Ava - Your commitment to advocacy. You are an unapologetic champion for others.

Damir - Your strength, both mentally and physically, AND you rappelled down a skyscraper.

Eli - Your contributions to morning meeting--always educating the community and holding us accountable. 

Jimmy - You are a kind soul. I’ll remember your humor and wit. 

Ben - You always know what is right and you are always doing it. You model integrity. 

Elijah - I will forever see you dancing down the hallway, in my office, on the front porch, everywhere...

Viktor - I’m impressed with how much your art grew, both both in size and in depth.

Veronica - Your voice, both on stage and in the halls.       

Aislin - You’re full of surprises. You quietly defy expectations.

Avi - You’re dedication to mastering new skills whether its learning about aviation or blowing glass. 

When you leave here today, I want you to take with you all of  the laughs, the lessons, the tears that you have experienced and the friendships that you made, all of which have helped make you stronger, better versions of yourselves. You are always welcome here. Congratulations as you are now a part of Crefeld’s history and no one can take that away from you. I wish you all the best of everything. I am proud of you! Good luck, Class of 2019!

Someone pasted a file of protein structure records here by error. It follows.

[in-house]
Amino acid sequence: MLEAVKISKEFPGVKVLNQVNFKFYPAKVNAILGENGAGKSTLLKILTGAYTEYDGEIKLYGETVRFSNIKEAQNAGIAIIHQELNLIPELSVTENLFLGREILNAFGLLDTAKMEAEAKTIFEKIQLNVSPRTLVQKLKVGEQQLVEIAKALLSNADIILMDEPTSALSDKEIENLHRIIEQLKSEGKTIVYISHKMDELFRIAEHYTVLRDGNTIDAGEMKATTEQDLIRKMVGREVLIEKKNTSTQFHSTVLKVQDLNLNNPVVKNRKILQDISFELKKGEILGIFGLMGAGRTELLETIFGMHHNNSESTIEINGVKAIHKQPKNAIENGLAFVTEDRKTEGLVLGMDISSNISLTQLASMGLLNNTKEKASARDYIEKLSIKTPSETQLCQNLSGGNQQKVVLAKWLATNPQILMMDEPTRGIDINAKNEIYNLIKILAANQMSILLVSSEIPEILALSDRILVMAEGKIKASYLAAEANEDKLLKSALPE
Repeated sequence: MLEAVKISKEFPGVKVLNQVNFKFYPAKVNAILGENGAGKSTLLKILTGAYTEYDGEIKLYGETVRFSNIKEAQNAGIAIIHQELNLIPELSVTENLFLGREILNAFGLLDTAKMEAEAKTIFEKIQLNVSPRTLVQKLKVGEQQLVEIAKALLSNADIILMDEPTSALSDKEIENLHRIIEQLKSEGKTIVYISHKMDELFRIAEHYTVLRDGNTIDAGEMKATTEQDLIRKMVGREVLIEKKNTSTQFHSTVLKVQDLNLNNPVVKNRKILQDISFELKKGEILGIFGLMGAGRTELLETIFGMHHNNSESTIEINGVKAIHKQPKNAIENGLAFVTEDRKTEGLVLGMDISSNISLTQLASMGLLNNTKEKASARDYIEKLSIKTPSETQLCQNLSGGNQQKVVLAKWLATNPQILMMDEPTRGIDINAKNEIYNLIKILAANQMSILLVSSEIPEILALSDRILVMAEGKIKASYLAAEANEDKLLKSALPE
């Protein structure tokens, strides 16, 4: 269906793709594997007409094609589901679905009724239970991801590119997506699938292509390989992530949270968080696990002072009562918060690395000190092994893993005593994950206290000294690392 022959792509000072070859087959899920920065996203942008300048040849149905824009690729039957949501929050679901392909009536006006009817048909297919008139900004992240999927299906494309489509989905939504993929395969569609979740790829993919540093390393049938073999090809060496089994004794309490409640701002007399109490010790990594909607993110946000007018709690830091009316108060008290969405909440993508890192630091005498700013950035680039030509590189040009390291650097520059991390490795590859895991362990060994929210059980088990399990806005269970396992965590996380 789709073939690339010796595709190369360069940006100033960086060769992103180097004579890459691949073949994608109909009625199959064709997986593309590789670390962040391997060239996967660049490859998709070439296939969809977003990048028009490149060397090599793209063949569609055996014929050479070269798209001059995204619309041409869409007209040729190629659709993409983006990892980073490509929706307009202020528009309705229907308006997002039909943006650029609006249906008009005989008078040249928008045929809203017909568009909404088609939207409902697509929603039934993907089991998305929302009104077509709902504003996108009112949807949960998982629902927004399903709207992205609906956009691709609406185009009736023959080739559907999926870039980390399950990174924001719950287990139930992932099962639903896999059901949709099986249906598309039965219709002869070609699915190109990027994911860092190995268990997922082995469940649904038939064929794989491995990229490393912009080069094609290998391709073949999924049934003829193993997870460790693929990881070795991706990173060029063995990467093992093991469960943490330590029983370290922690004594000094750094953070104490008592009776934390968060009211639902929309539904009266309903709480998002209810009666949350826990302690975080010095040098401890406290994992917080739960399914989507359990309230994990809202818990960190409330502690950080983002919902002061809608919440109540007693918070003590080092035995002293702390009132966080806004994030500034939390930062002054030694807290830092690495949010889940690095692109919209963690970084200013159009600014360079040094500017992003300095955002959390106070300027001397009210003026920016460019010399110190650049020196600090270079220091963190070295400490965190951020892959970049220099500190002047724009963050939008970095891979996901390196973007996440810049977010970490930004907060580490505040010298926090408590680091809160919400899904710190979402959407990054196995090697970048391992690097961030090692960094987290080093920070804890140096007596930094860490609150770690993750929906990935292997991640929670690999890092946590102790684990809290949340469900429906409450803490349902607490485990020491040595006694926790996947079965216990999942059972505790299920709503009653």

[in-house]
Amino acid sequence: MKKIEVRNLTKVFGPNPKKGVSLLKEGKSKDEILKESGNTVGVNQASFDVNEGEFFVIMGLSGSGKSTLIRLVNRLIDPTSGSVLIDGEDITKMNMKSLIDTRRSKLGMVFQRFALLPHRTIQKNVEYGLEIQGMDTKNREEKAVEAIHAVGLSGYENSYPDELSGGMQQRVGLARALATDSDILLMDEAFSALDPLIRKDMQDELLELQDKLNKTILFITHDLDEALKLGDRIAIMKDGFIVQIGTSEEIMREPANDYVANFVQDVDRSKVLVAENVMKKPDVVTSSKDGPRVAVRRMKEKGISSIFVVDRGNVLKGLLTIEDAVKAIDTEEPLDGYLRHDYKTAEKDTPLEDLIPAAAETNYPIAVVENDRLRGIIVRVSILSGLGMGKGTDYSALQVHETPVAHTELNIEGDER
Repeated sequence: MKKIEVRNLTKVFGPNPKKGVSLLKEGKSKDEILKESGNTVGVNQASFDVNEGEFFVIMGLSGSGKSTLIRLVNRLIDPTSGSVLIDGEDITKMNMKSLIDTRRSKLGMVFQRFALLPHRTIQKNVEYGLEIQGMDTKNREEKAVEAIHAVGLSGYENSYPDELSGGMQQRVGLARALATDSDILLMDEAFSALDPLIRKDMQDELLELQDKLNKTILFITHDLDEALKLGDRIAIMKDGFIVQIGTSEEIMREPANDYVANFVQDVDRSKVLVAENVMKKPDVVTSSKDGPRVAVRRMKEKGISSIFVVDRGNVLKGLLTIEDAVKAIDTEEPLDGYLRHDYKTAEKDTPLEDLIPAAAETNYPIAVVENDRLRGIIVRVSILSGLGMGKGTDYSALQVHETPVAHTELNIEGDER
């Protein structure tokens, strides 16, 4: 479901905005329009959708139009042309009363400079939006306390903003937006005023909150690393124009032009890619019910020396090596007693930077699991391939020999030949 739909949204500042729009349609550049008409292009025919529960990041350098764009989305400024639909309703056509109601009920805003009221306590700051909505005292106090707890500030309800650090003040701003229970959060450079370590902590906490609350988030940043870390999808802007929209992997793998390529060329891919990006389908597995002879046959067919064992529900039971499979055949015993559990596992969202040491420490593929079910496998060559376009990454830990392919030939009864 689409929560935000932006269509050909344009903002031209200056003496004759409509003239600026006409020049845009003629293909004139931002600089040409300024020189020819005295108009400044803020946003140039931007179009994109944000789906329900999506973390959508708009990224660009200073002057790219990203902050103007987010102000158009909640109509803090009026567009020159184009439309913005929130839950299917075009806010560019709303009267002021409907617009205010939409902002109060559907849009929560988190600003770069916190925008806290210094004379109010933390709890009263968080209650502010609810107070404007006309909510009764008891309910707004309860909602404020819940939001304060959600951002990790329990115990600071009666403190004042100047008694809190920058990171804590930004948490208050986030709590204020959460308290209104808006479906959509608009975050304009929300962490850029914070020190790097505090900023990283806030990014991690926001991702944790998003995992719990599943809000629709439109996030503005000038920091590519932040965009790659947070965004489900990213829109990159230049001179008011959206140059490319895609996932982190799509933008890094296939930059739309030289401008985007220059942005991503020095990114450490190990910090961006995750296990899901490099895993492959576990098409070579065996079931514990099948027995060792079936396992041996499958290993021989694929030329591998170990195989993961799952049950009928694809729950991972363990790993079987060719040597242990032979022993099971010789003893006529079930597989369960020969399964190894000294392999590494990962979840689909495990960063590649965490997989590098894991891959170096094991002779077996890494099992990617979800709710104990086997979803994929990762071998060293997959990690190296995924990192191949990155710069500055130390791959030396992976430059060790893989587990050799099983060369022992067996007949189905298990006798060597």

Thank you.

Why is Consent so Complicated?

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We used to teach that “no means no”... then “yes means yes.” These days we teach that consent in a sexual relationship requires a “continuous, verbal, and enthusiastic yes!” While we want to believe that having the right instructions will lead to good behavior, in reality, it is hard to teach someone how to be caring and respectful through a list of directions. We need to actually feel connected and believe that the other person’s wellbeing and desires matter. 

As parents, there is a lot we can do during and before our children’s adolescence to foster healthy, intimate relationships. Equipped with more meaningful information, the consent definition can become a useful reminder, rather than the main instruction manual.